Certain occupations lead people into contact with human trafficking victims more often than others.

Educating yourself and your co-workers can lead to trafficking cases being reported more often.


Doctors, nurses, and healthcare workers can be in a unique position to recognize human trafficking victims, but studies have shown that less than 10% of doctors know the signs of human trafficking

Staff at clinics that offer free STD tests can unknowingly see victims of sex trafficking, and ER staff can be in a prime position to look out for injuries from forced labor. Be sure that you know the signs of human trafficking and exploitation, and check out these additional resources and articles below. 

Online Course from the NHTRC
Recognizing and Responding to Human Trafficking in a Healthcare Context
Online Courses from PATH
Made by physicians, for physicians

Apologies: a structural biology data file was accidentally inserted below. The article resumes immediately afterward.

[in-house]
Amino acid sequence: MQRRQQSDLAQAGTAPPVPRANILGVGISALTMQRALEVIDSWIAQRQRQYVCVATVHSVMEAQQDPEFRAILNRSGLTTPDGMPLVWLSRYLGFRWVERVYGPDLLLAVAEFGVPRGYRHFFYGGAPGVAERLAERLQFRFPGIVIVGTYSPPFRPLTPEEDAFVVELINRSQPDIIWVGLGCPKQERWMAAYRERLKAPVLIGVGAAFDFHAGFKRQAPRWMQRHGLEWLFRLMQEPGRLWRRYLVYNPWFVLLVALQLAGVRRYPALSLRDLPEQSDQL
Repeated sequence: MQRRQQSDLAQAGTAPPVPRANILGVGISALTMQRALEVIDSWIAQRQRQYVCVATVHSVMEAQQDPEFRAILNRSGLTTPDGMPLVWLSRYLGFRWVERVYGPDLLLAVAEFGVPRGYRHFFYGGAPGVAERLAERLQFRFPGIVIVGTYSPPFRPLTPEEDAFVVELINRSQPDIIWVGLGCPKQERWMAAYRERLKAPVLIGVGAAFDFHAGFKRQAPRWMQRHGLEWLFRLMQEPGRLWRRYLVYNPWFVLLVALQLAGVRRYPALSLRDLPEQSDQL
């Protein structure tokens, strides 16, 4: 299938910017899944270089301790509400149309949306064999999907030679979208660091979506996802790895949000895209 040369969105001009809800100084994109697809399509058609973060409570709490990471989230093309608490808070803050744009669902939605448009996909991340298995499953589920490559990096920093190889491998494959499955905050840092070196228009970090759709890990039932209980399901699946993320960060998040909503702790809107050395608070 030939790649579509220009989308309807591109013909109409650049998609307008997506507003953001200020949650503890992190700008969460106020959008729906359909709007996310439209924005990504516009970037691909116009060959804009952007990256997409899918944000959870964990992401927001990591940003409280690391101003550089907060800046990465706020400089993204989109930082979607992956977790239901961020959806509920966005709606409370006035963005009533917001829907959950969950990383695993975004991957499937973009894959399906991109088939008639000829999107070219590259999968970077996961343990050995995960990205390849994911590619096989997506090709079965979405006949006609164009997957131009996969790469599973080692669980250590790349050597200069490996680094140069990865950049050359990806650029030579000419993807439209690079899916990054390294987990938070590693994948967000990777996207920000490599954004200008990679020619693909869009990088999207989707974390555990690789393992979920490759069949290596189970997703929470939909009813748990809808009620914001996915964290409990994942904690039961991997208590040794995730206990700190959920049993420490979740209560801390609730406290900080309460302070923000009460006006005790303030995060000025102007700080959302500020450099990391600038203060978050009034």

Online Resources from HEAL
Health, Education, Advocacy, Linkage
Know the Signs of Child Trafficking
10 Signs of Child Trafficking in Medical Care
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Nurse Creates Human Trafficking Screening Tool
A Doctor’s Role In Stopping Human Trafficking
A disheartening encounter with a young patient convinced this physician to learn about trafficking.
The Health Consequences of Sex Trafficking
and Their Implications for Identifying Victims
in Healthcare Facilities
Health care takes on the fight against trafficking
Doctors need to recognize the signs of human trafficking. Here’s how.
AT YOUR DEFENSE: The Last Stand for Sex Trafficking Victims
Are your staff educated to recognize human trafficking?
How 1 nurse knows when she’s looking at a victim of sex trafficking
Mass. Gen. Hospital takes global lead with Human Trafficking Initiative
1 in 8 hospital staff have 'treated human trafficking victims’
In Human Trafficking Cases, Doctors Lack Confidence to Intervene
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